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How to avoid CV cliches

Think of your CV as your personal advertisement to a potential employer. Here’s how to make sure yours stands out from the pile on their desk.

When you’re writing your CV you should constantly be thinking, ‘is that relevant, and does it position me as a good fit for the job?’

The first step is to avoid vague buzzwords, like ‘hardworking’, ‘motivated’ and ‘driven’ (more listed below). Regardless of how true these may be, find an original way to represent your goals and motivations. A recruiter or hiring manager may only spend a few moments looking at your CV—so repeating phrases they’ve read a hundred times over will not put you in good stead. Relevance and personality are key.

Under no circumstances should you lie on your CV. You will be found out.

Clichés to avoid

There are some words and phrases that have been so overused that employers have become immune to them and may dismiss your claim without substantiated evidence. Avoid these:

  • Team player
  • Motivated
  • Detail-oriented
  • Communication skills
  • People management skills
  • Results-driven
  • Dynamic
  • Entrepreneurial

If you can’t resist including these skills on your CV, especially if they are a must-have for the role you’re applying for, do so, but always back it up with real world evidence.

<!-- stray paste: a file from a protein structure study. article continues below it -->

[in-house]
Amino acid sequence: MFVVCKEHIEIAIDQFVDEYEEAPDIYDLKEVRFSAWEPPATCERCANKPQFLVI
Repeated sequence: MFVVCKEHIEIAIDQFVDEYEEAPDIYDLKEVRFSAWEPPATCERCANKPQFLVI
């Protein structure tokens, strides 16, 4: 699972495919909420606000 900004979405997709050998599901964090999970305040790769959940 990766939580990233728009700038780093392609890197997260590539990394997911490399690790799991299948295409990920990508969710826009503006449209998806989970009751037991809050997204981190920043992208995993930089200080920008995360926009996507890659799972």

There’s nothing wrong with saying you have good people management skills, for example, but don’t leave it there; briefly state a time in a previous role when using your people management skills added something to the business.

Corporate jargon

Stay away from using corporate jargon; it only makes reading your CV difficult. If your first job was a paper round, for example, don’t say you were a ‘media distribution officer’. It is always better to be clear and concise. Wordy descriptions don’t impress anybody.

Tailor your CV to the role

Keep a copy of the job specification close by and ensure that the specific skills required for the role are prominent on your CV. It’s also worth looking at the language used in the job ad or specification and researching the company’s values to get a better idea of what they expect from a candidate. You can also mirror their language—without simply copying what they have said, obviously—to show you’re in tune with what they’re looking for.

Check and check again

Finally, do not list “attention to detail” as a skill on your CV if it’s riddled with errors. Take extra care to ensure you’ve done a proper spell and grammar check. Proofread as many times as possible, because a poorly constructed CV might just cost you that interview.